However, after discussing the idea a few more times & digging deeper into the macro & micro economic implications of the issues such as excessive waste due to excess inventory, shifting consumer shopping habits, business process & logistics issues experienced by large retailers, predatory sales practices that severely impact small brands (many of which were being run by minorities), my interest was piqued. I also realized that streetwear was arguably the biggest driver of fashion trends & culture, outside of luxury.
While these issues were multi-faceted & complex, we identified what we believed was the root cause of many of them: Inventory Risk. To that end, we are building valuable solutions to solve this from a few angles as it isn’t a one-size-fits-all problem.
I hope the work & impact we achieve with Hingeto will leave a lasting legacy & change the way small brands & large retailers work together and to foster a healthy ecosystem that allows all involved to thrive in the modern economy.
I am also the Chairman of the board of Big Wolf Games, a 6-person gaming venture I co-founded before Hingeto. While on the surface, gaming feels as though it provides no direct societal impact, one of the reasons I’m so passionate about games, is their ability to reach a wide audience across all socioeconomic/cultural/ethnic/language backgrounds.
Games also provide a temporary escape/reprieve from the day-to-day hardships many go through. I started programming in my early teens because I loved games so much & wanted to learn how to build them, so games have changed my life.
One thing about games is that building them requires the ultimate blend of a variety of highly skilled competencies (art, animation, engineering – client side & server side, psychology, emotion, user experience, product, etc.). Building a successful game is arguably one of the most difficult things to do, and hence, it is a challenge that stimulates me intellectually (even if I’m not the one writing the code).
Games we’ve built (both internally & as part of joint-ventures) are played by millions around the world which is really awesome. The revenue is also very nice (lol).
4. Reflect on all of the key sacrifices and trade-offs you’ve had to make to get to where you are today. Which of these would you say was the most pivotal and why?
I’ll speak about one big moment for me I had in addition to more general sacrifices/tradeoffs I’ve had to make during my entrepreneurial career.
The big moment was when I liquidated my 401(k) at the time (hence incurred early withdrawal penalties) as well as liquidating the FB stock I had at the time (which I bought right at IPO).
One on hand, these investments would have been worth a nice chunk of change today had I left them alone. However, at the time, I NEEDED the cash to get through another month of payroll, so I did what I had to do. I also always felt that the biggest investment I could ever make was in myself / ventures, and I wholeheartedly believed that I would make 5-10x whatever I was sacrificing by being able to “stay alive” for a few more days/months/years.
At that moment, I felt that it was best for me to withdraw from the stock market entirely and focus on $AIM (my initials & personal stock ticker :-p) & forego any upside I had from holding those positions.
Thankfully, that worked out for me. And thanks to the hustle, I put myself in a position where I’ve been able to generate several orders of magnitude more than what I forewent, but it was very very risky & I would never recommend anyone else do that (unless you have the same mindset and skills to be able to execute).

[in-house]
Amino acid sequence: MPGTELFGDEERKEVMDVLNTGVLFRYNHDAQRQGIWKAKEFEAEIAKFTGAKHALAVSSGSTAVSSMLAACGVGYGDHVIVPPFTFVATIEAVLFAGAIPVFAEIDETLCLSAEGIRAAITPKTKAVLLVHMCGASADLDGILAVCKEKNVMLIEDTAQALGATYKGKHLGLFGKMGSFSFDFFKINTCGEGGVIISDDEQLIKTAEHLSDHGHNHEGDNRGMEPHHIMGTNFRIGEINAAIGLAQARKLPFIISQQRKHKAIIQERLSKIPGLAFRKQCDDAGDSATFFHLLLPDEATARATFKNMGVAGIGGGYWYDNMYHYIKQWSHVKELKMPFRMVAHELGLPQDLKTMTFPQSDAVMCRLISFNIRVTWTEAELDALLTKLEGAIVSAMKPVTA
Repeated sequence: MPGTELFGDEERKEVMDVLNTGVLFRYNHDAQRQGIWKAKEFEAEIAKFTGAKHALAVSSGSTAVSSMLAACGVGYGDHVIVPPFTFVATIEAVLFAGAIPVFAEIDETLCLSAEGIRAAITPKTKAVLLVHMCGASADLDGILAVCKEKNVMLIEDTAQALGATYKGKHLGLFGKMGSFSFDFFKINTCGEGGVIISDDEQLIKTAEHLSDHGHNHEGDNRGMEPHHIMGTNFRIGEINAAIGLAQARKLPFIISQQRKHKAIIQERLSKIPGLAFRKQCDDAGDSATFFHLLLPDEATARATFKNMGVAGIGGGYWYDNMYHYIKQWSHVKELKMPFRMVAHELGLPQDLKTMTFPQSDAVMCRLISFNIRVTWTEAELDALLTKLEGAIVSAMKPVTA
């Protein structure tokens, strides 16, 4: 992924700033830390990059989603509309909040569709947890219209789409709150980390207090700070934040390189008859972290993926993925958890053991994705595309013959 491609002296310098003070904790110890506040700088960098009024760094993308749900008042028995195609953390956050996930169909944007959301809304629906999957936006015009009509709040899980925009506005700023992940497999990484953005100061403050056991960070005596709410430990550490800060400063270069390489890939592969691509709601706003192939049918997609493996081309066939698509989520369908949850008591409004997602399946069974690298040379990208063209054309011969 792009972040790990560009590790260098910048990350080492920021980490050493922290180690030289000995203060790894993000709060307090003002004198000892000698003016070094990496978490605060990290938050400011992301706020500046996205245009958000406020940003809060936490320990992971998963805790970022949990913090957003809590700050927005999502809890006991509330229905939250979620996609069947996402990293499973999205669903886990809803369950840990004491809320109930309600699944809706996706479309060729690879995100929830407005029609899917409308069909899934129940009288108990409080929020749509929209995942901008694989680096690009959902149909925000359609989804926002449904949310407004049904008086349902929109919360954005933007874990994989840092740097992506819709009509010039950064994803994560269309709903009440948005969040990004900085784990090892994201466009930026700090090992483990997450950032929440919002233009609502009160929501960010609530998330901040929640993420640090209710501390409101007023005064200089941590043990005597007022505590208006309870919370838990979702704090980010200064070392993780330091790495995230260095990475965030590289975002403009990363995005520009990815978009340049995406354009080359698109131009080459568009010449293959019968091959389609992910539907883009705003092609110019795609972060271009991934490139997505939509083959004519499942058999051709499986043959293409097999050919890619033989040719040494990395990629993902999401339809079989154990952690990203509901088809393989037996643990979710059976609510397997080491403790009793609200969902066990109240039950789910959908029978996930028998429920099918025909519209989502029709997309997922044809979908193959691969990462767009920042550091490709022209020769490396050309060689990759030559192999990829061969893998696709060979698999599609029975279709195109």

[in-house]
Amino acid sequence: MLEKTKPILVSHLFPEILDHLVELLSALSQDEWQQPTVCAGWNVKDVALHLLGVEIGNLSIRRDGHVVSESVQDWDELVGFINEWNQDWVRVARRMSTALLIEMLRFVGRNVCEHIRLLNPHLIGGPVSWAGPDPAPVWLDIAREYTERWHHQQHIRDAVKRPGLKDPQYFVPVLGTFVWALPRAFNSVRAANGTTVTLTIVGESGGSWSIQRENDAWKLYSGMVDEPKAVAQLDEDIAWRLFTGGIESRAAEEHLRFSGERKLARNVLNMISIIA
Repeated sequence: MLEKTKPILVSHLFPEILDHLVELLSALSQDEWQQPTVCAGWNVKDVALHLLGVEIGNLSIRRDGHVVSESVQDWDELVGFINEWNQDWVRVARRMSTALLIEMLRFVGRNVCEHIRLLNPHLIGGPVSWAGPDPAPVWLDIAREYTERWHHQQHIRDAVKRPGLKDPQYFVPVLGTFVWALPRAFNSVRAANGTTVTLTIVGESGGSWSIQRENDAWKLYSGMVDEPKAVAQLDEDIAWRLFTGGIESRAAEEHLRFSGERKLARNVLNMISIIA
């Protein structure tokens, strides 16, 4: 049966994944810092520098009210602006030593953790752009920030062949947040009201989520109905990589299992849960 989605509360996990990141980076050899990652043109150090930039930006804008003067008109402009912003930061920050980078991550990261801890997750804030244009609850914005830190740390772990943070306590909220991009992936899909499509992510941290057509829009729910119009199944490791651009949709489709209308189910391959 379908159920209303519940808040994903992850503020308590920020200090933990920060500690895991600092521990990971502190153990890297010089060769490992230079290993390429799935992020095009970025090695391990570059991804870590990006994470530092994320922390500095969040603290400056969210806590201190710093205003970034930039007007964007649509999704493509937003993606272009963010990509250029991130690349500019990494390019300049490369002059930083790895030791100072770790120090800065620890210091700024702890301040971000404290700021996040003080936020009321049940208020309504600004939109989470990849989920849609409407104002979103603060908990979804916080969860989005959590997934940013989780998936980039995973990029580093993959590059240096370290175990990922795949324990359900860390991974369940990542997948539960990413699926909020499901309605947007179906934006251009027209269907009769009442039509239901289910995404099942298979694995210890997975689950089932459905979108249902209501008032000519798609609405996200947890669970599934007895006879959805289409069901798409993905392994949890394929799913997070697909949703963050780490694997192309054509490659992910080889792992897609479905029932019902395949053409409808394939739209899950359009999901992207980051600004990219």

The next set of sacrifices is around lifestyle. Randi Zuckerburg posits that you can only pick 3 out of Work, Sleep, Family, Fitness, or Friends.
My biggest lifestyle sacrifices have revolved around my lack of balance across these 5 things, particularly early on in my career. In my early 20s, I neglected sleep, fitness and focused mostly on Work, Friends, and Family. I have paid the price for the lack of focus on my fitness & sleep (in the form of random health issues here and there), and I never got to focus on my family as much as I thought I would.
My rationale was always to work hard now (i.e. be in a position to retire in my 30s), so that I could focus on everything else later.
I realized the naiveté of this approach and shifted things in my late 20s where I sought to have more balance across all five areas because the journey was just as important as the destination. I have only recently (I am now 32) been able to feel like I am making real deliberate moves to achieve more balance across these key areas.
All in all, I disagree with Ms. Zuckerburg, and I believe there is a way to achieve balance across all five areas if one is deliberate about their time.
5. What is the best piece of actionable advice you’ve received that continues to be a source of inspiration in good times and challenging times?
One of my early clients from my consulting days once told me that the most powerful I could do with my ventures, is to give myself the financial runway to figure things out because it was just a matter of time before things start to click/work and that it wasn’t an “if it works” but more of a “when it works”. That has stuck with me.
A similar piece of advice I got during my track days at Stanford (unrelated to business) was during a time we were doing a stadium steps workout.
I was struggling badly & felt like quitting the workout, and one of my good friends/teammates said “Just take one more step man. And then one more after that & you’ll get there. Don’t think of how much more we have to do. Just focus on getting through the next step.. then next set and before you know it we’ll be done.”
I’ve taken that mindset shift and applied to many things that feel insurmountable at first.
Other things I do to get me through difficult times is to recite
I have those two poems memorized completely and will recite them once or twice a week at any given point.